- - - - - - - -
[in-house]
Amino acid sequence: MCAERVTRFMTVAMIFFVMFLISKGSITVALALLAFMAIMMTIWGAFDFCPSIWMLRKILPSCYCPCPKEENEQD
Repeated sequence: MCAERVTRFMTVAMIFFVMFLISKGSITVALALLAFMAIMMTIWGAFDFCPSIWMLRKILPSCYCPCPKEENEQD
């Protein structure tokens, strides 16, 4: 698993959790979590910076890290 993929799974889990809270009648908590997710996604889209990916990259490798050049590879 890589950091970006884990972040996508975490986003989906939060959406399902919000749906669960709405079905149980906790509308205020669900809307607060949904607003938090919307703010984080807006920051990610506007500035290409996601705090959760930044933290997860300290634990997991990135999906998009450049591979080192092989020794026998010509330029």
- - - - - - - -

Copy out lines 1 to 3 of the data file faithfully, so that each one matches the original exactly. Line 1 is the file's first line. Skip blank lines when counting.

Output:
[in-house]
Amino acid sequence: MCAERVTRFMTVAMIFFVMFLISKGSITVALALLAFMAIMMTIWGAFDFCPSIWMLRKILPSCYCPCPKEENEQD
Repeated sequence: MCAERVTRFMTVAMIFFVMFLISKGSITVALALLAFMAIMMTIWGAFDFCPSIWMLRKILPSCYCPCPKEENEQD